“That one room can be the catalyst of progression and growth, because if you enlarge the spirit then you will encourage the heart, simple. The response we had so far has been unbelievably overwhelming the saying “there’s always somebody worse off than yourself” has never been more evident to me since starting this and that is something we should all focus on, being thankful and grateful for what we have got as opposed to dwelling on what we haven’t got is key and paramount to our own inner peace”

‘I was crying when Jamie said he’d help’

This is South Wales article 02.02.12

A MUM has compared a plasterer to “an angel” after he agreed to build a room for her sick son for free.

Jamie Denyer, 34, does free work for needy families via requests on his website.

  1. Pictured is kind-hearted tradesman Jamie Denyer with Bailey Challis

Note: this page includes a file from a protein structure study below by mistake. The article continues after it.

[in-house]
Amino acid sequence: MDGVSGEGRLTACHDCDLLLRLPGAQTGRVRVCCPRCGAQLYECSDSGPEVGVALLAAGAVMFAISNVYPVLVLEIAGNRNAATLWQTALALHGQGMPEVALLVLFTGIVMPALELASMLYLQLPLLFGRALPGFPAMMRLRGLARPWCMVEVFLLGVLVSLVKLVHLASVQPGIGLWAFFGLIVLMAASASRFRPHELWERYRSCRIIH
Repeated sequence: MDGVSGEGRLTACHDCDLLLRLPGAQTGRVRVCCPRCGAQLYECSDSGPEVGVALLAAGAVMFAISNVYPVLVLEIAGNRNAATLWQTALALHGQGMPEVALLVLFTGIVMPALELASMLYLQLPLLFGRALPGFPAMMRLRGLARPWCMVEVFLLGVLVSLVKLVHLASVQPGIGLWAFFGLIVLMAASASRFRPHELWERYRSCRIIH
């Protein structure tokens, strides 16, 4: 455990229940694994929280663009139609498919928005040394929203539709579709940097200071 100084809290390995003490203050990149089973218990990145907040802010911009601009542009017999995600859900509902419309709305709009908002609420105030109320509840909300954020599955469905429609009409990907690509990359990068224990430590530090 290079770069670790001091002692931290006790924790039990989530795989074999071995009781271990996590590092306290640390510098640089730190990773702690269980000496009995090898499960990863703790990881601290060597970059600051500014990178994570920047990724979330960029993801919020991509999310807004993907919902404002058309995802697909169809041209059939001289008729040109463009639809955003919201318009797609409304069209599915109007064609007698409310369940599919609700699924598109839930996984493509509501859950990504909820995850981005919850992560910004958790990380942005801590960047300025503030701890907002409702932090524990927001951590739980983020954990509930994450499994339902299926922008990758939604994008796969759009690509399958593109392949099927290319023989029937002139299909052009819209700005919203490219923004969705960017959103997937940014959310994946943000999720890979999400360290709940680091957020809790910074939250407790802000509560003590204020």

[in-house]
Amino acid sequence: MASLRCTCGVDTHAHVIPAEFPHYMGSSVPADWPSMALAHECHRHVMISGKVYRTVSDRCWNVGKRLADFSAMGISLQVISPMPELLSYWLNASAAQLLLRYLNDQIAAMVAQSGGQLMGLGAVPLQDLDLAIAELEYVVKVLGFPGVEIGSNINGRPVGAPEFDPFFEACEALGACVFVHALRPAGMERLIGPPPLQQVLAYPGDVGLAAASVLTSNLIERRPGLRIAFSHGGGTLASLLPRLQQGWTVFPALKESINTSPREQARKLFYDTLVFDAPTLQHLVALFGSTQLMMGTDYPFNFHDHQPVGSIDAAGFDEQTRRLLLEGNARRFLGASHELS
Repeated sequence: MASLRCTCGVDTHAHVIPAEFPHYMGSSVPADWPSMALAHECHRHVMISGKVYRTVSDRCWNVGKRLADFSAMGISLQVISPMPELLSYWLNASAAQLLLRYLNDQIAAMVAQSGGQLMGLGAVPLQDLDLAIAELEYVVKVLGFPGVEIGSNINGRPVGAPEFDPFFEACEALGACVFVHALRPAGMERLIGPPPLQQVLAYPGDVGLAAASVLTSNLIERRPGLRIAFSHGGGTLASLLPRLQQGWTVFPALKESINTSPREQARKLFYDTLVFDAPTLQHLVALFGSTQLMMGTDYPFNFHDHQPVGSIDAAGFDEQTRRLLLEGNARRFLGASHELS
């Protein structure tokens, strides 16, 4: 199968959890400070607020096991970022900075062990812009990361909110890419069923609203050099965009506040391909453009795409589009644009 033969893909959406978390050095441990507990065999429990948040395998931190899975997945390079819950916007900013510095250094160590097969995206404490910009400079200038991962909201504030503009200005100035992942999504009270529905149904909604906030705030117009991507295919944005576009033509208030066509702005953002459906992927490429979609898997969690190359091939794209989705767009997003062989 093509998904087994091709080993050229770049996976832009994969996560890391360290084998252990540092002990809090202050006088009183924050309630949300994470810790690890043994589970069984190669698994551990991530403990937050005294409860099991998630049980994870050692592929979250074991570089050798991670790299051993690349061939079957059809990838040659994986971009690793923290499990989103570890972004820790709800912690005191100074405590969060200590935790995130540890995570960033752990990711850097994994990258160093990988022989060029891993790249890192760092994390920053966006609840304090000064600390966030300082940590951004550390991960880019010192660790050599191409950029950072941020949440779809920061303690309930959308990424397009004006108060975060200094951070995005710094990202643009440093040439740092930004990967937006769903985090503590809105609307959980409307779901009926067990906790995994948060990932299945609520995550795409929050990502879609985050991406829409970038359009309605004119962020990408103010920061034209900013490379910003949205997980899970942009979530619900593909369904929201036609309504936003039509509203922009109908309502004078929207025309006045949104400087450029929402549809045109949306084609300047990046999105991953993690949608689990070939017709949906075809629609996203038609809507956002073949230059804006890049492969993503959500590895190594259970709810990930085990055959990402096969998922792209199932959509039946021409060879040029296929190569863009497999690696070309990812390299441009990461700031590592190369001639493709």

Pictured is kind-hearted tradesman Jamie Denyer with Bailey Challis

Among those asking for help was the family of three-year-old Bailey Challis, a blind, autistic boy from Port Tenant.

Mum Charlie, 27, emailed  Jamie asking him to insulate their garage to make way for a  sensory room — an interactive space for people with special needs. He immediately replied and said “yes”.

“Apart from my husband and my dad, Jamie is the nicest man I’ve ever met — he is so nice for doing this,” Charlie said.

“I emailed him asking if he could help with the room and he replied straight away and said he would.

“When he came to see us he was so good with Bailey.

“My mother and I were crying when he agreed to do it.”

Bailey was born with septo-optic displasia, a rare, genetic brain condition which causes blindness.

He also had autism diagnosed three months ago.